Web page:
When a school district and a community college work hand in hand, what can be accomplished?

That was the question in mind at a community meeting at John Muir High School June 16, at the site of PCC’s most recently established satellite campus. The college has been offering classes for high school students and adults at the high school since January 2016.
Following the recent completion of the first semester of operations, PCC administrators were interested to learn about steps they could take to have the campus more closely serve the community’s needs. Dr. Robert Bell, PCC’s assistant superintendent and vice president for noncredit and satellite campuses, felt like he was asking the Lincoln Avenue campus, “What do you want to be when you grow up?”
Although the campus has started small, with only 152 students attending six courses in Spring 2016, the concept presents an appealing mix of education styles to community members such as PCC Trustee Berlinda Brown. She’s served as a champion of the educational outlet in an area of Pasadena that has been traditionally underserved by higher education. She remains convinced that the community will respond to services once they are widely advertised. “We need to make sure the neighborhood knows this is here,” she said.
Unlike the college’s other campuses on Colorado and Foothill Boulevards, as well as its operation in Rosemead, the facility at John Muir shares space with a high school, presenting some unexpected challenges to regular college operations. For instance, adults are not permitted to come onto the grounds during the school day without registering at the front office, which makes it difficult for PCC to offer adult classes before 3:15 p.m. Operating hours are restricted as a result.
Dr. Bell said that plans are in discussion to physically separate PCC’s classrooms from the rest of the campus in some way, so concerns about security at the high school will not prevent the college from offering daytime classes to adults on the south end of the John Muir campus. Further improvements include bringing the facility into compliance with disability access standards.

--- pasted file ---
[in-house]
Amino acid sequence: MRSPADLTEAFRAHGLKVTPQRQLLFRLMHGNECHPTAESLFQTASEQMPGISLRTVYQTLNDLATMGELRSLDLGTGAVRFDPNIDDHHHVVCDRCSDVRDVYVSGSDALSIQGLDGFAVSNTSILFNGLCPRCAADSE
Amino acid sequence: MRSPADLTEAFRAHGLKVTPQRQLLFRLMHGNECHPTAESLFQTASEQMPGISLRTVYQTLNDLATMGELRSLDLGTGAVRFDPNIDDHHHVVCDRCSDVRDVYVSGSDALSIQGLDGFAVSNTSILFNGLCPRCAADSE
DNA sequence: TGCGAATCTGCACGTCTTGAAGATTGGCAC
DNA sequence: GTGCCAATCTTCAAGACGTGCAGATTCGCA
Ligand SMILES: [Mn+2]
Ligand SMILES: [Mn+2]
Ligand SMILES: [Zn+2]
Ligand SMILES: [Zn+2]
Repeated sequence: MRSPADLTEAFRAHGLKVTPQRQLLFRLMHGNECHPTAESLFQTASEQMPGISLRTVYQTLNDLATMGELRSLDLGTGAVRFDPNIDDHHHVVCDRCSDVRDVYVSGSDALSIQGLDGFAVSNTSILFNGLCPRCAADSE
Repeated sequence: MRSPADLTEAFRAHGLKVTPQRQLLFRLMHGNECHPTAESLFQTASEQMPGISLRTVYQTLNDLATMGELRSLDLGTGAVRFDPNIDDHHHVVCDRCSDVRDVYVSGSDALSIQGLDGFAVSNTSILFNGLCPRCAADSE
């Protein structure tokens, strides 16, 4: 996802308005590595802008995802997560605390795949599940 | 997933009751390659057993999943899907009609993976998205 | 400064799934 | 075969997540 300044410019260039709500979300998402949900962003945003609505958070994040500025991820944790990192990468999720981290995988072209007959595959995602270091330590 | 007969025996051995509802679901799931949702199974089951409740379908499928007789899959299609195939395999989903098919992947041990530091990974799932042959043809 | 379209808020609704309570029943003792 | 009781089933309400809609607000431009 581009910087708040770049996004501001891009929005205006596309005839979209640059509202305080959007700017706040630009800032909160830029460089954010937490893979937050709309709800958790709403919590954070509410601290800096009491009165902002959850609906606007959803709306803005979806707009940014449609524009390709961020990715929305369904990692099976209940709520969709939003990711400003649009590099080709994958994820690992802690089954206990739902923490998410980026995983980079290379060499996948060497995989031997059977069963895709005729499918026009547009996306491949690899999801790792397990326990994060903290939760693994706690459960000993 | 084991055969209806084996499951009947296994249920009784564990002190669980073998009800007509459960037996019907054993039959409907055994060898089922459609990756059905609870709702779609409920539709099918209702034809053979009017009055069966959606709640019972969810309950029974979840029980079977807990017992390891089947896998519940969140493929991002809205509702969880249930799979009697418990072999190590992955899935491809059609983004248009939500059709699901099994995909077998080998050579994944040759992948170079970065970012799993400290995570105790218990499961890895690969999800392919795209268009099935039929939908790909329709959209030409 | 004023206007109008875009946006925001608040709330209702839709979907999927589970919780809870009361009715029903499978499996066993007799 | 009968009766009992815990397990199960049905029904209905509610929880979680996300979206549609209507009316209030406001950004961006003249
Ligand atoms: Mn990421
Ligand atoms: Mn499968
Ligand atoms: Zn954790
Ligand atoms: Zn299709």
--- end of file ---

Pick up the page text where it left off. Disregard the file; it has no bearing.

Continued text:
The colocation with a high school offers advantages as well. Muir Principal Timothy Sippel shared a story of 18 high school freshmen who had taken PCC’s college-level Spanish 1. Adults taking the class had stopped him in the hallway to compliment the quality of their work. 
“PCC’s presence at John Muir has been part of the college-going culture here,” Sippel said. “We’ve got opportunities that exceed what’s available at other Pasadena high schools, as well as those elsewhere in the area.”
Administrators and members of the community were intrigued by ideas of expanding these crossovers between the high school and college experience. Instead of offering only general-education courses, PCC Northwest could be a site for career training opportunities, giving attendees the chance to earn a job skills certificate over the course of a semester. “You could have a high school student earning credit toward college while her mom gets a certificate to advance her career,” said Dolores Hickambottom, co-chair of PCC’s African American Advisory Committee. 
The college also hopes to capitalize on Muir’s position to expand its dual-enrollment efforts, which allow high school students to earn college credit during the school day. The program is seen as a way for young people to start college early, thereby saving money on college costs and accelerating their transition to higher education. Even though students take these courses in traditional high school classrooms, they are motivated by the presence of a college on their campus, Dr. Bell said.
Beyond individual degrees or courses of study, this presence has a value within the community, Sippel said. By seeing PCC within their own neighborhood, the community knows that college is something accessible to them as a regular part of their lives, and not something that takes place across town.

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